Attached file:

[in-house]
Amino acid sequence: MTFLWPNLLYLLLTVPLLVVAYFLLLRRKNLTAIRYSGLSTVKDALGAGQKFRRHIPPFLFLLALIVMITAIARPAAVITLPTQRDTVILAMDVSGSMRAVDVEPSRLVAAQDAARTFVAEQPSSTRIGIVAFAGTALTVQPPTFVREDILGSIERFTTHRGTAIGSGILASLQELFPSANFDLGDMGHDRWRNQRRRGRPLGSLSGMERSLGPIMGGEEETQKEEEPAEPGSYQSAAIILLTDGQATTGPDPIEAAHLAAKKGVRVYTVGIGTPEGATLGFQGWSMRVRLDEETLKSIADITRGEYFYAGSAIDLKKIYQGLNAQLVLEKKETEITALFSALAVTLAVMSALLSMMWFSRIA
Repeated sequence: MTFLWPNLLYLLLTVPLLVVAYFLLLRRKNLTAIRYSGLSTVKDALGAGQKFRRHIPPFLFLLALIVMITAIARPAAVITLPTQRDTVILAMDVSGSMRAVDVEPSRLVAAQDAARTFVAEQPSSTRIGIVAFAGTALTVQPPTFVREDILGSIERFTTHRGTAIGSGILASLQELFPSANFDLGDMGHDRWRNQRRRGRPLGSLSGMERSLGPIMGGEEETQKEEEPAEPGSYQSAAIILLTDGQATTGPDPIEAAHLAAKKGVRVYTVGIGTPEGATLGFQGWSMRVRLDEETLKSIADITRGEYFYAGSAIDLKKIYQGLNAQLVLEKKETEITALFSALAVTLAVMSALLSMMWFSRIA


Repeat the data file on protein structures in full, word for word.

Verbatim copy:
[in-house]
Amino acid sequence: MTFLWPNLLYLLLTVPLLVVAYFLLLRRKNLTAIRYSGLSTVKDALGAGQKFRRHIPPFLFLLALIVMITAIARPAAVITLPTQRDTVILAMDVSGSMRAVDVEPSRLVAAQDAARTFVAEQPSSTRIGIVAFAGTALTVQPPTFVREDILGSIERFTTHRGTAIGSGILASLQELFPSANFDLGDMGHDRWRNQRRRGRPLGSLSGMERSLGPIMGGEEETQKEEEPAEPGSYQSAAIILLTDGQATTGPDPIEAAHLAAKKGVRVYTVGIGTPEGATLGFQGWSMRVRLDEETLKSIADITRGEYFYAGSAIDLKKIYQGLNAQLVLEKKETEITALFSALAVTLAVMSALLSMMWFSRIA
Repeated sequence: MTFLWPNLLYLLLTVPLLVVAYFLLLRRKNLTAIRYSGLSTVKDALGAGQKFRRHIPPFLFLLALIVMITAIARPAAVITLPTQRDTVILAMDVSGSMRAVDVEPSRLVAAQDAARTFVAEQPSSTRIGIVAFAGTALTVQPPTFVREDILGSIERFTTHRGTAIGSGILASLQELFPSANFDLGDMGHDRWRNQRRRGRPLGSLSGMERSLGPIMGGEEETQKEEEPAEPGSYQSAAIILLTDGQATTGPDPIEAAHLAAKKGVRVYTVGIGTPEGATLGFQGWSMRVRLDEETLKSIADITRGEYFYAGSAIDLKKIYQGLNAQLVLEKKETEITALFSALAVTLAVMSALLSMMWFSRIA